We featured this hot young drummer in our December ’02 issue, but we’ve got more Cyrus Bolooki to share with you. We pinned down Cyrus for part 2 of our story while he was still out on tour with his fellow bandmates in New Found Glory – lead vocalist Jordan Pundik, guitarists Steve Klein and Chad Gilbert, and bassist Ian Grushka. So, let’s continue?.
by Billy Amendola
MD: How’s the tour going?
Cyrus: Really, really good. I couldn’t ask for a better tour right now. It’s a lot of fun and something that we’ve been looking forward to doing for a long time. This is our fourth year in a row doing some part of the Warped Tour, but now we’re doing the whole thing. We’re also on this tour with a lot of the bands that we grew up watching and hopefully meeting – bands like NOFX, MXPX, Mighty-Mighty Bosstones, Bad Religion – a lot of the bands that came out of the early ’90s. Those are the bands that really influenced us. When we did get to meet them, we’d ask what it took for them to get popular, and they kept telling us, “Go on tour.” So that’s kind of how we made our band run. And it started to work. And on top of that, the show has been amazing the kids have been great.
MD: What’s your practice routine like on the road?
Cyrus: First off, one thing that is probably the best practice, and that can’t be substituted for, is the fact that we’ve been playing so many shows. Being on tour nine, ten months out of the year, I’m playing drums every single day. You can’t beat that. Soundchecks also make you better, and I’m huge on warming up. Especially on this tour, we never know when we’re playing. It’s a different scenario every day. We find out around 10:30 in the morning what time we play that day. So usually an hour or two before show time, I’ll walk out to where my drums are set up – right behind the stages – or I have a practice pad out there and I just start banging away. I try to warm up each hand individually just by moving it, stretching it a little bit. I’ll start doing some rudiments, some rolls. A lot of times I’ll play along to the bands that are on stage.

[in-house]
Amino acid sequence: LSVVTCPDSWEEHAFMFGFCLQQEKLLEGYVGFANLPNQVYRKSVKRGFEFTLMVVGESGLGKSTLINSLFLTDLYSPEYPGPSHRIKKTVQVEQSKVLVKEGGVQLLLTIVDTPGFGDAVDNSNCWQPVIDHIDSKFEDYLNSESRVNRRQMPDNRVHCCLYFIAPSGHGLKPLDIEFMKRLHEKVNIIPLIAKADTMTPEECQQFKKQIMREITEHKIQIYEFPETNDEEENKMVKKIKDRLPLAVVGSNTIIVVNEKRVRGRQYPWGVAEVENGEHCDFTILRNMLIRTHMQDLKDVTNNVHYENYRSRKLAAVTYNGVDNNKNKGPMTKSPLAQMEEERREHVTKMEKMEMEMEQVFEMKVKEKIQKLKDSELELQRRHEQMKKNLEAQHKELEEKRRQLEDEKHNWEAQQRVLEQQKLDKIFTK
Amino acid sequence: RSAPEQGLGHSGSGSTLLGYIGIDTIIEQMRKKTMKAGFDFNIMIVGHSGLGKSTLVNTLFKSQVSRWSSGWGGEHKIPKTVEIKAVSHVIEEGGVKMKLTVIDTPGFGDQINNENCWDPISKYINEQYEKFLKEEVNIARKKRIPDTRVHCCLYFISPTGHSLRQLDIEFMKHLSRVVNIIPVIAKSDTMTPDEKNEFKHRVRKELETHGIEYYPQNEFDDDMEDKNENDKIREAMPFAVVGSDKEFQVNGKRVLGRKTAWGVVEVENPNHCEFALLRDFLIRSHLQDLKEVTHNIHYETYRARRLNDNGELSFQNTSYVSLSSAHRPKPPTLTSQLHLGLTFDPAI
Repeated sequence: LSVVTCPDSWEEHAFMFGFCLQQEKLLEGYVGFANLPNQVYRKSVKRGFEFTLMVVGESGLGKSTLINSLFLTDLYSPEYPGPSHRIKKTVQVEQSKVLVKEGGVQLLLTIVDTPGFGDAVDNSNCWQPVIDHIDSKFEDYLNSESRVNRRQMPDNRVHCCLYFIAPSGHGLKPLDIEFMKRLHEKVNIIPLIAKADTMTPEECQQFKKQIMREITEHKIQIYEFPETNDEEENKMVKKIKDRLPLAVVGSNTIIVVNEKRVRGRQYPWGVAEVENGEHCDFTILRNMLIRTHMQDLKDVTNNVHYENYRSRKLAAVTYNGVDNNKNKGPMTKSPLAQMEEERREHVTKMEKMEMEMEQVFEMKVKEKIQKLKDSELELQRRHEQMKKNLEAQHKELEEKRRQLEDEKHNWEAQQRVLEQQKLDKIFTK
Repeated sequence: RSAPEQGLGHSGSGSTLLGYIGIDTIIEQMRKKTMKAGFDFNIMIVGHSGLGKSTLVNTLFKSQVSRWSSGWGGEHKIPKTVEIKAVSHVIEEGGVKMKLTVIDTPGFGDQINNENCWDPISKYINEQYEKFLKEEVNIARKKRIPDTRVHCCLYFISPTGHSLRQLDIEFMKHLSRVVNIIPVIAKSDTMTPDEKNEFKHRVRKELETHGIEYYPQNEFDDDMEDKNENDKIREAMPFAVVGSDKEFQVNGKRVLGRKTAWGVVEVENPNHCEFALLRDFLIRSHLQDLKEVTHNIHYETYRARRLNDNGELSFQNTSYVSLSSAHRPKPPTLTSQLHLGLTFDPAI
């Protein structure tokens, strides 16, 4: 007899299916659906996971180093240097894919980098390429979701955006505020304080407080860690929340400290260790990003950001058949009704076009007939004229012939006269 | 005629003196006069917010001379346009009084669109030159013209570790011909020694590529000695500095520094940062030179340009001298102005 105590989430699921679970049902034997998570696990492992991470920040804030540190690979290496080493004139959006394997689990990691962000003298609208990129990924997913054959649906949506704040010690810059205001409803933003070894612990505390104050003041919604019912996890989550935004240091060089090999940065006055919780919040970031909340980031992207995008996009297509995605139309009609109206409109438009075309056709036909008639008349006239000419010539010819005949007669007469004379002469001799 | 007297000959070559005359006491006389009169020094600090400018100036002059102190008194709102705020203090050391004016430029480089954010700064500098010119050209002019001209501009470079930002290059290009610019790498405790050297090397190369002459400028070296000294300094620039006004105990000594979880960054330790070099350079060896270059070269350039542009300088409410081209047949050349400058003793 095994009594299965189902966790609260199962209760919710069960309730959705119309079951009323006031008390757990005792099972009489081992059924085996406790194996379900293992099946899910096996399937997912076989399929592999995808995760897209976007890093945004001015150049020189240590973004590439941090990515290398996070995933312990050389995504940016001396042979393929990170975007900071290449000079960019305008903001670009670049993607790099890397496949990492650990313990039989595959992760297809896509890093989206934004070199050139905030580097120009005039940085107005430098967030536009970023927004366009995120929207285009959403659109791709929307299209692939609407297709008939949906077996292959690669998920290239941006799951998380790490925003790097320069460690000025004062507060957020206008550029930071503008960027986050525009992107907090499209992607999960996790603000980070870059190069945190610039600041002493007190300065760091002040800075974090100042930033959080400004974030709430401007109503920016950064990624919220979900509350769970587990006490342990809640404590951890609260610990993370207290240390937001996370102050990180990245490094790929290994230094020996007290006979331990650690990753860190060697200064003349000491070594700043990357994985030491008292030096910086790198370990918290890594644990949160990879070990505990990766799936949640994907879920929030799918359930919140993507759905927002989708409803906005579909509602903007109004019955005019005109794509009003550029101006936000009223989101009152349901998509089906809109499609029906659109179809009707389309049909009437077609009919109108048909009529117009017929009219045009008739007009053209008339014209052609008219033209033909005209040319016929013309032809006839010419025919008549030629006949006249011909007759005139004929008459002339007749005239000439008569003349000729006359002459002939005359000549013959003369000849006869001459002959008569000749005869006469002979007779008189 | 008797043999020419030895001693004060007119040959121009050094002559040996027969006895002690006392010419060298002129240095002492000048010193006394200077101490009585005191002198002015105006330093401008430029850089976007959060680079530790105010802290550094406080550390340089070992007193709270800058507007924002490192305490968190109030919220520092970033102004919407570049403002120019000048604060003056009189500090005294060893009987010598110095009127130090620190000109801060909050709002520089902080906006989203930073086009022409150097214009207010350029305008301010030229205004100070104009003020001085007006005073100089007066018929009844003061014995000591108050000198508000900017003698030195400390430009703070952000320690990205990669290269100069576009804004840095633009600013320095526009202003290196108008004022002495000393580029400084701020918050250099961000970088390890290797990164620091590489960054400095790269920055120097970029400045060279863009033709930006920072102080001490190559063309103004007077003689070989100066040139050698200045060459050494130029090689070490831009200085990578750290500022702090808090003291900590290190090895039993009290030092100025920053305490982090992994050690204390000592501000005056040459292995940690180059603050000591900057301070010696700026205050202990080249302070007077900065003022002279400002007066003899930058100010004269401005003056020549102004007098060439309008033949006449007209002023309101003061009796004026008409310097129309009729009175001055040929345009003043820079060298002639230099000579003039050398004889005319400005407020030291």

MD: You have a practice kit or just a pad?
Cyrus: Just a pad. I want a practice kit but we don’t have the space right now. But my feeling is that, as long as my hands and arms are pretty loose, then I feel pretty comfortable. That’s when I know I’m going to have a really good show.
MD: What was in your parents’ record collection when you were growing up?
Cyrus: I heard a little bit of everything. My mom listened to Led Zeppelin, The Doors, and Grand Funk Railroad – all that stuff coming out of the late ’60s, early ’70s. My dad is into classical music. I don’t know if that affected me, but I do think that classical music made me aware of dynamics in music. Right now I’m just super into music. I’m really getting into producing and recording. Anything that has to do with music I really pay attention to. But I don’t think my parents’ record collection influenced me too much. When I started playing drums it was along to the music that I liked at the time, and that’s what taught me.
MD: What was some of that music?
Cyrus: One band that really made me want to be in a band and start playing was Silverchair. I liked their music at the time, and they were my age, and I watched them get popular. So that made me go, “Okay, if they can do it, I can do it.” As far as drumming, what I learned from their drummer was little double strokes on the bass drum. I never knew that somebody could do that with one foot.
MD: Do you use a single or double pedal?
Cyrus: Single pedal.
MD: How did the recording of the new record, Sticks & Stones, differ from the one before?